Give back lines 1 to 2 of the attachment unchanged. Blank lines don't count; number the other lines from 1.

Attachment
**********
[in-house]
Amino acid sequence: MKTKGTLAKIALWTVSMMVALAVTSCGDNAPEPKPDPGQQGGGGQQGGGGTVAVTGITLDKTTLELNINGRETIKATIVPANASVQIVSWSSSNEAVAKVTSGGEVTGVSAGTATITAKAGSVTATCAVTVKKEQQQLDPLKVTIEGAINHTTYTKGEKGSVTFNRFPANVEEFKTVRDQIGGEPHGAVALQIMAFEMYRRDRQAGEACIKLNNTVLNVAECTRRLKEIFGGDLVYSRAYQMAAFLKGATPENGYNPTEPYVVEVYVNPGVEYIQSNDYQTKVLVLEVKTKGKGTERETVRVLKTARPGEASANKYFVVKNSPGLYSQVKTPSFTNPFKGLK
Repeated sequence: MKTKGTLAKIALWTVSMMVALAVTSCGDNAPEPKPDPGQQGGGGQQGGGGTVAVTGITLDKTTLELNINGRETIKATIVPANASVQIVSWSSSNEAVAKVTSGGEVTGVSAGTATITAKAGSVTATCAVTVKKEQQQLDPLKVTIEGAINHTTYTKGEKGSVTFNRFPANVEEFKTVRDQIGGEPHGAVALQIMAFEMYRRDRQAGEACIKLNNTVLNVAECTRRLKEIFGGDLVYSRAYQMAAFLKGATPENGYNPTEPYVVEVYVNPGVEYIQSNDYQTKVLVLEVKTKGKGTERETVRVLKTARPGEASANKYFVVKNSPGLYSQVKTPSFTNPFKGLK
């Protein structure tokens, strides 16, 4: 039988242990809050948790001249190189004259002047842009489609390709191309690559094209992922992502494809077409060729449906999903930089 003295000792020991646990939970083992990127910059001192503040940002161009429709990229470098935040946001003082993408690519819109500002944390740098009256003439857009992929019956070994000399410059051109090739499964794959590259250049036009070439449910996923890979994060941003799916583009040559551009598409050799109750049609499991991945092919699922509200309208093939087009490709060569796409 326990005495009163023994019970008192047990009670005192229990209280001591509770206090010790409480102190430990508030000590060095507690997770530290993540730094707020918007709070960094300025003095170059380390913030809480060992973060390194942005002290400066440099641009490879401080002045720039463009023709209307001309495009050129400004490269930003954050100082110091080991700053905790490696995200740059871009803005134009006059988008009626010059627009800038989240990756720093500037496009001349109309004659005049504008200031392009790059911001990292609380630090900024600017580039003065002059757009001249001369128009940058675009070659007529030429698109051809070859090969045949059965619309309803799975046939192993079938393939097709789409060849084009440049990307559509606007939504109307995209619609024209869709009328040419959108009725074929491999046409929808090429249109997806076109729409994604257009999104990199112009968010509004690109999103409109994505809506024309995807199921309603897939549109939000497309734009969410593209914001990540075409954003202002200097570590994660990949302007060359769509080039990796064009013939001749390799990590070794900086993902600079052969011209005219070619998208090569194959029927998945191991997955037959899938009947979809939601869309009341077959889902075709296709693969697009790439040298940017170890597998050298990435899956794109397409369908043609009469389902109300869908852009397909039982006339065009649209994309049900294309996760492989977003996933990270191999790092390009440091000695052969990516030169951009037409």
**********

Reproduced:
[in-house]
Amino acid sequence: MKTKGTLAKIALWTVSMMVALAVTSCGDNAPEPKPDPGQQGGGGQQGGGGTVAVTGITLDKTTLELNINGRETIKATIVPANASVQIVSWSSSNEAVAKVTSGGEVTGVSAGTATITAKAGSVTATCAVTVKKEQQQLDPLKVTIEGAINHTTYTKGEKGSVTFNRFPANVEEFKTVRDQIGGEPHGAVALQIMAFEMYRRDRQAGEACIKLNNTVLNVAECTRRLKEIFGGDLVYSRAYQMAAFLKGATPENGYNPTEPYVVEVYVNPGVEYIQSNDYQTKVLVLEVKTKGKGTERETVRVLKTARPGEASANKYFVVKNSPGLYSQVKTPSFTNPFKGLK